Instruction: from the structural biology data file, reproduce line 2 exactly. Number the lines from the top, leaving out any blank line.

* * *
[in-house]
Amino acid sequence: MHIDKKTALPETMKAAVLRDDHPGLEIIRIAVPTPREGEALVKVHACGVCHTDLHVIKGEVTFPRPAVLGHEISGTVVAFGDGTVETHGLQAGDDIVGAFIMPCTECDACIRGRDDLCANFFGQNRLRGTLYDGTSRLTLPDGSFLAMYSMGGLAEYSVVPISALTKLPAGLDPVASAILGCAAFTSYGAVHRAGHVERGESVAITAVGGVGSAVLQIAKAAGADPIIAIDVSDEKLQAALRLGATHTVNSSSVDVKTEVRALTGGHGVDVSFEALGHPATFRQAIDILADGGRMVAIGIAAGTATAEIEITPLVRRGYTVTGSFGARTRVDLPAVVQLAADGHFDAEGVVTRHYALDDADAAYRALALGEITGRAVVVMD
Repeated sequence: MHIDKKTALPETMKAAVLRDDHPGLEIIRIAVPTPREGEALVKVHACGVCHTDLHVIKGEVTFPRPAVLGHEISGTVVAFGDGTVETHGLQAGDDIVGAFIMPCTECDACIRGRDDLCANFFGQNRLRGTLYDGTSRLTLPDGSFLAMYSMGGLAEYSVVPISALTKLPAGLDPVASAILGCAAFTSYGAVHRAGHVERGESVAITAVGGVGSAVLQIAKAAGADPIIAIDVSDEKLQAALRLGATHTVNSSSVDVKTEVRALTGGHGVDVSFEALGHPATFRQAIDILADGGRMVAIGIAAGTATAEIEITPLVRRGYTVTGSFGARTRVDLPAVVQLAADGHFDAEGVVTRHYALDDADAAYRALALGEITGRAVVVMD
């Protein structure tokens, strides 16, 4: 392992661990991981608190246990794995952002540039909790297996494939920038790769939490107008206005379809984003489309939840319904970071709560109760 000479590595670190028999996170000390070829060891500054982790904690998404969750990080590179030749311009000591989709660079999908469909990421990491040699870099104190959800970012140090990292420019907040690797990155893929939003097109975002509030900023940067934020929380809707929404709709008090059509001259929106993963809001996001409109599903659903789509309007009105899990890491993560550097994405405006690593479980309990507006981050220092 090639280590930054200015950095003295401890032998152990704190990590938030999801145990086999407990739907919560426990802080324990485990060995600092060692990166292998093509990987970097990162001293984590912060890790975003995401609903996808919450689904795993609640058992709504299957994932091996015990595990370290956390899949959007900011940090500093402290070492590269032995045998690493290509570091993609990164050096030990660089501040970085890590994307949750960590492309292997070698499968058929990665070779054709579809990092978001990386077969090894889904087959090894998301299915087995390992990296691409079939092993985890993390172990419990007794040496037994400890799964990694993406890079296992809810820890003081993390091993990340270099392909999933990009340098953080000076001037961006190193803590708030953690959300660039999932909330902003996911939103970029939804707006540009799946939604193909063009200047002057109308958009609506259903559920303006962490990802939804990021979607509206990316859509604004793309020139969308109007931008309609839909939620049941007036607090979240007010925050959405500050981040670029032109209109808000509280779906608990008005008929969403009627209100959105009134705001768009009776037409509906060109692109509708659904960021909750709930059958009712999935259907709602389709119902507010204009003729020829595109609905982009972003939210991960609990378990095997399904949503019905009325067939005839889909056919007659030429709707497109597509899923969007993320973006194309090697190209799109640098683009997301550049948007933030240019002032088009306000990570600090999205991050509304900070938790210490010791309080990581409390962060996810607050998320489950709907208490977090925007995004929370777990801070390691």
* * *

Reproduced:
Amino acid sequence: MHIDKKTALPETMKAAVLRDDHPGLEIIRIAVPTPREGEALVKVHACGVCHTDLHVIKGEVTFPRPAVLGHEISGTVVAFGDGTVETHGLQAGDDIVGAFIMPCTECDACIRGRDDLCANFFGQNRLRGTLYDGTSRLTLPDGSFLAMYSMGGLAEYSVVPISALTKLPAGLDPVASAILGCAAFTSYGAVHRAGHVERGESVAITAVGGVGSAVLQIAKAAGADPIIAIDVSDEKLQAALRLGATHTVNSSSVDVKTEVRALTGGHGVDVSFEALGHPATFRQAIDILADGGRMVAIGIAAGTATAEIEITPLVRRGYTVTGSFGARTRVDLPAVVQLAADGHFDAEGVVTRHYALDDADAAYRALALGEITGRAVVVMD